I have several HD video files on my computer. I would like to burn these HD files to a dvd-r, but when I try to using Nero 8 it doesn’t work, and I get a messege telling me to buy Nero Vision 4 for $79.99. That seems like a steep price to pay to burn HD content onto a dvd disc. What’s more, can I even use that burned disc on an upscaling dvd player? Does anyone know the cheapest way to burn HD media to a dvd and play that dvd on an upscaling dvd player without losing the HD quality? Am I stuck buying Nero Vision? Is there a cheaper way?
Well, for one thing, you will never get a regular dvd player to play real HD material. An upscaling dvd player can take 480i and output 480p. Look at this: http://hometheater.about.com/od/dvdbasicsfaqs/f/dvdbasics12.htm
But HD material starts at 720p and goes up…1080i and 1080p are the next two common standards.
It is possible to burn HD material onto a regular dvd or dual layer dvd and have it play on a Blu Ray player. But there are no all in one programs made for this. Xvid4PSP has a Blu Ray output setting, TSReMux + FFMPeg + the x264 codec can be used to create AVCHD disks on regular dvds, and it is possible to burn them using ImgBurn using UDF 2.5 settings. If you are interested, look these things up at doom9.org and learn the process. But as I said, these will only play on a Blu Ray player, not a regular dvd player.
If you just want to back the HD videos up to disk, without being able to play in any kind of stand alone player, you can do so just as a data file of course. As long as it fits.
Your other option is a simple HD media player to ‘stream’ the video to your TV (assuming it is HD compatible)
You can even opt for one with HD enclose to ensure quality is not lost over a slow network. These media players are falling in price lal the time now and ideal for torrents, music, pics etc
So it looks like I am stuck buying a Blu Ray player, or some type of media streaming device. I can’t stand low quality video now that I have an HDTV, but I don’t want to pay a high price for a new technology that will fall in price each year/month.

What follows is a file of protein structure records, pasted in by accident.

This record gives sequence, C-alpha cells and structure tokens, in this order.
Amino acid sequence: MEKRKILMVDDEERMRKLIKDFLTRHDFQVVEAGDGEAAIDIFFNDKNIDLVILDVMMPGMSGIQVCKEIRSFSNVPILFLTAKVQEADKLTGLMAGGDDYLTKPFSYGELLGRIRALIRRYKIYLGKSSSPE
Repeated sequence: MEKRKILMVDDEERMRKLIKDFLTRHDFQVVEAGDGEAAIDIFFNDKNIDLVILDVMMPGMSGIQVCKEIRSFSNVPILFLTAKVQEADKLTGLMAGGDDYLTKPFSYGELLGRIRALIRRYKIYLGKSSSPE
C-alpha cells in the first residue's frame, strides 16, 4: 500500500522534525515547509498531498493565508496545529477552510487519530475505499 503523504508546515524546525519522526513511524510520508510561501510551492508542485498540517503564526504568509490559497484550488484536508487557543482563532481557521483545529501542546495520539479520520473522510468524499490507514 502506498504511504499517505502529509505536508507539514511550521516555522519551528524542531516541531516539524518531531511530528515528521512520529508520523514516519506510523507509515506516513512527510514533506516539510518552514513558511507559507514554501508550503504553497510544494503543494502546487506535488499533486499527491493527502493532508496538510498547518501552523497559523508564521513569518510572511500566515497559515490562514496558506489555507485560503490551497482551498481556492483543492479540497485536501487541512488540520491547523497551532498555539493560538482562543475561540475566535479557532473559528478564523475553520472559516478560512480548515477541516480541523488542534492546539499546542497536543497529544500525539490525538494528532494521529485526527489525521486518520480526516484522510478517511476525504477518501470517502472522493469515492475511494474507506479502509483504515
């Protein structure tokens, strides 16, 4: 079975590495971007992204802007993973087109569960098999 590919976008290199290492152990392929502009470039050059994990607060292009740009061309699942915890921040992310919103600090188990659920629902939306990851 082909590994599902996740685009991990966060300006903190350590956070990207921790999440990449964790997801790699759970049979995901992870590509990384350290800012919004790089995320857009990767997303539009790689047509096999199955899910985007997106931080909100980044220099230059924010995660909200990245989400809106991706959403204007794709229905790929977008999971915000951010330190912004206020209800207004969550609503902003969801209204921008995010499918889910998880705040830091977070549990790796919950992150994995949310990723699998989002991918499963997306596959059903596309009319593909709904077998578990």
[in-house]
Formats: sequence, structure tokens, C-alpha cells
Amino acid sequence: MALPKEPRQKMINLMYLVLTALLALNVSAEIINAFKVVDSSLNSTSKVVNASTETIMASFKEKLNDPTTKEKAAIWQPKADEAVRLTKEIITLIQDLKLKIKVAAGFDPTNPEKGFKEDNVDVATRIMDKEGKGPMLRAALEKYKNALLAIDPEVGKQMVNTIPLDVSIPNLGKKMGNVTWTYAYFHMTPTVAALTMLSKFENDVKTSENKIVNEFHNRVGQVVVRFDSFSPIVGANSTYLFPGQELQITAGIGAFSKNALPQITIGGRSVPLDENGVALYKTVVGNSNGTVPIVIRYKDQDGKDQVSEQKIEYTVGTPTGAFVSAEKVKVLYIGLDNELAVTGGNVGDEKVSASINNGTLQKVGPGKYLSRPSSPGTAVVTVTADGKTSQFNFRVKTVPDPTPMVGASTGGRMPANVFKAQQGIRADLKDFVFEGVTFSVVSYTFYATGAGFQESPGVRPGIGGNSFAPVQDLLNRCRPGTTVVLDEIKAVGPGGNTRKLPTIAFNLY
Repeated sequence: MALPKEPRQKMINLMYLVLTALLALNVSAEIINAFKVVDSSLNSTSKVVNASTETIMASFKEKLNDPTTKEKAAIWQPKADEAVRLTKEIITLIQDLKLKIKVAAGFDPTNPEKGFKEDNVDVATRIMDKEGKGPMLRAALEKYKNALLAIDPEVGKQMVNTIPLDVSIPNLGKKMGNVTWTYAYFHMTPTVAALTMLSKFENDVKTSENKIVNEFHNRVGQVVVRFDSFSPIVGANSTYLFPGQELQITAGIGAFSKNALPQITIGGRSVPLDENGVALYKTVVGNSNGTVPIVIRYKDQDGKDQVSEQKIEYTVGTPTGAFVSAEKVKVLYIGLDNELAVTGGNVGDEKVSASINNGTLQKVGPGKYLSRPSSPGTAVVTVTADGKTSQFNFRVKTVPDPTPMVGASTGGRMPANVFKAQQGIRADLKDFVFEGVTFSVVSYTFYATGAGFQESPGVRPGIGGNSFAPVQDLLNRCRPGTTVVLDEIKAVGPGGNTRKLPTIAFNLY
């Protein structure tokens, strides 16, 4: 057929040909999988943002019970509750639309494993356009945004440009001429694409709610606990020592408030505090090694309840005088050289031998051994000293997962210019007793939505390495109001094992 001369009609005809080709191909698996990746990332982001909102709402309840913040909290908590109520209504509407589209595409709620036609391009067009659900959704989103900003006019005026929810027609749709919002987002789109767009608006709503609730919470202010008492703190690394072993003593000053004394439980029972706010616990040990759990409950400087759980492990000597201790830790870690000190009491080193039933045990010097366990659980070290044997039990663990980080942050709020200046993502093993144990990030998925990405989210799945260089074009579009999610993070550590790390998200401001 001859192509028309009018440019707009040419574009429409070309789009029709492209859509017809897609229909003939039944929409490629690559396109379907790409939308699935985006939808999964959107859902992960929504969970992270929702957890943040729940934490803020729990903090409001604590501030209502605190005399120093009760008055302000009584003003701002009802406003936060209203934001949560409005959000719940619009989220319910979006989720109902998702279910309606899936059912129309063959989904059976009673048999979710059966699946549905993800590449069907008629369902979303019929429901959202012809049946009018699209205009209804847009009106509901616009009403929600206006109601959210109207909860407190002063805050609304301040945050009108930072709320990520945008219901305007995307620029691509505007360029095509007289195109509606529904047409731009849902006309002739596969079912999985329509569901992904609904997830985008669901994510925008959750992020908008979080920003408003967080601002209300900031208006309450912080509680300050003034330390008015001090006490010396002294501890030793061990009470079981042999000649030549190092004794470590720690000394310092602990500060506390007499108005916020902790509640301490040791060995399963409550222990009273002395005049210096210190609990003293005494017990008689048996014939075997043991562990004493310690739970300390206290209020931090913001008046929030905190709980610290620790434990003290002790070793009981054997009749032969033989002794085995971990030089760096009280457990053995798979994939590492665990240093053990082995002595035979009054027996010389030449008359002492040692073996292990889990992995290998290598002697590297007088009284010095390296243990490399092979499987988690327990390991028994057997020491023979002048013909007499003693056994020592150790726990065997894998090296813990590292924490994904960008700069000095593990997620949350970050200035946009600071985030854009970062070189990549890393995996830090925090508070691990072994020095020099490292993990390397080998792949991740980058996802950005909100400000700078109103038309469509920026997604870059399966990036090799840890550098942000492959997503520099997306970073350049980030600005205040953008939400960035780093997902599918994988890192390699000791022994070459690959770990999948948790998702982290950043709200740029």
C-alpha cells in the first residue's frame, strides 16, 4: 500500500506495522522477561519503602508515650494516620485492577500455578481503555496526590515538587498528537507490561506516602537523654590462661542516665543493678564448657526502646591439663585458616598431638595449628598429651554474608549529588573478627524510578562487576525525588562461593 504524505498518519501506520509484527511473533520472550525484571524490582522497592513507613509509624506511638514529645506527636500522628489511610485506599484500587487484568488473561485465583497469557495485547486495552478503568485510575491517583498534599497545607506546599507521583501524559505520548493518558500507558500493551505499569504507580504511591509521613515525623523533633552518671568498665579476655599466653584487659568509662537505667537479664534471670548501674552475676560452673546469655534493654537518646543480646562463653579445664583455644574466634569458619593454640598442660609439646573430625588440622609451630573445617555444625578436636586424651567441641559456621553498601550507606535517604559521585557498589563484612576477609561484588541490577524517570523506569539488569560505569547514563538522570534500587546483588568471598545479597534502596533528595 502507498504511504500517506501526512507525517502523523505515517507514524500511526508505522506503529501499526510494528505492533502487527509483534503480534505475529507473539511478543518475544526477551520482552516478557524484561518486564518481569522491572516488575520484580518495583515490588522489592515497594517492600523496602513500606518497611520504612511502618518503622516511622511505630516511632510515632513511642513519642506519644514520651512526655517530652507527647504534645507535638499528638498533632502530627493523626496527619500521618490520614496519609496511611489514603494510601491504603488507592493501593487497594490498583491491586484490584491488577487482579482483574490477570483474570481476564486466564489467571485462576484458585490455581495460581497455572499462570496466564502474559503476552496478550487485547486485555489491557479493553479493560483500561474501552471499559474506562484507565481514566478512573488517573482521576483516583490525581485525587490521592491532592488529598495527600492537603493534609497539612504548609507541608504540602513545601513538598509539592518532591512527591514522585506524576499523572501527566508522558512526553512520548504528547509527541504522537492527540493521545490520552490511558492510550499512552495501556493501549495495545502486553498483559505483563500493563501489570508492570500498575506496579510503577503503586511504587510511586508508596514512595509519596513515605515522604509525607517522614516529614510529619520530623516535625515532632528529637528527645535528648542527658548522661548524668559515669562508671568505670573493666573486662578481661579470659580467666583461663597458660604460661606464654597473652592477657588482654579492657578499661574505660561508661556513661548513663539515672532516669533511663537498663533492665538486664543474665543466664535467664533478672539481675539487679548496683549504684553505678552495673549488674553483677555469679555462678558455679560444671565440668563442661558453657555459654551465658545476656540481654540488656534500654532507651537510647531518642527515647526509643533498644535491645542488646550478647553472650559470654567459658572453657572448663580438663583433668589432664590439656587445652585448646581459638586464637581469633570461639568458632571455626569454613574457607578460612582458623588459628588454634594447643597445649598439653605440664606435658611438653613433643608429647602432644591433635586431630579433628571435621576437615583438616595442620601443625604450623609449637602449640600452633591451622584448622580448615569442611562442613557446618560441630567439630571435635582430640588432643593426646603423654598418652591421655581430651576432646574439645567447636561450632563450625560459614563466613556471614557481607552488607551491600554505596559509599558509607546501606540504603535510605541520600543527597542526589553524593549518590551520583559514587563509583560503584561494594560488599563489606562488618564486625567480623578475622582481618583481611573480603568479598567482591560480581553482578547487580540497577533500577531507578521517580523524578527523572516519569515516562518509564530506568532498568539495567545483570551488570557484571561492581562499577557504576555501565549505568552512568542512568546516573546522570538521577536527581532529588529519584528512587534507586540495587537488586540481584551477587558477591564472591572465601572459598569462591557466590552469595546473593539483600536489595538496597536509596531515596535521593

As for my upscaling dvd player, it doesn’t output true HD, but it’s a lot better than 480p. I know because I can set it to 480p, 720p, or 1080p and I can tell the difference between each setting.
Does anyone know of a Blu Ray player that is around $200? I’m not about to pay $400.
Also, should I buy a DVD recorder or a Blu Ray recorder? If I tape a tv show in HD with a DVD recorder, and play the dvd in an upscaling dvd player, what quality picture would I get?
Glad to hear your dvd player can do so well upscaling to the higher resolutions. The effects with mine are less noticeable, though I only have a 720p tv. Some scalers are simply better than others.
If you get a dvd recorder to capture HD tv, it will only record at regular dvd resolution and bitrate. Your source may be 720p, but your recording of that program will only be 720 x 480 (NTSC). At the moment, I believe the only devices available for the US market that record in HD are the HD-DVR’s provided by cable and satellite companies, and Tivo. Blu Ray based recorders should be coming to the US soon, perhaps sometime in 2009, but the blank disks are still prohibitively expensive. D-VHS recorders exist but I doubt that would be acceptable.
The lowest price on a Blu Ray player at Newegg.com is $280. Have no idea how good a player it is however. Many people recommend the PS3 as a good player that is up to date in the Blu Ray standards, but it is well over your stated price range.
Forgot to mention the computer options. You can get a preconfigured pc with a Cablecard installed to receive cable tv, and record that way. Or you can set up a machine to receive HD over the air using an ATSC tv card. You’ll be limited to local HD channels with that one of course. And either option is well over your $200 limit.
You should look through the HD forums here at cdfreaks and ask more questions there. Platinumsword and company know a great deal more about this subject than I.
Another good source for information is www.avsforum.com but it is easy to get overwhelmed with all the info there.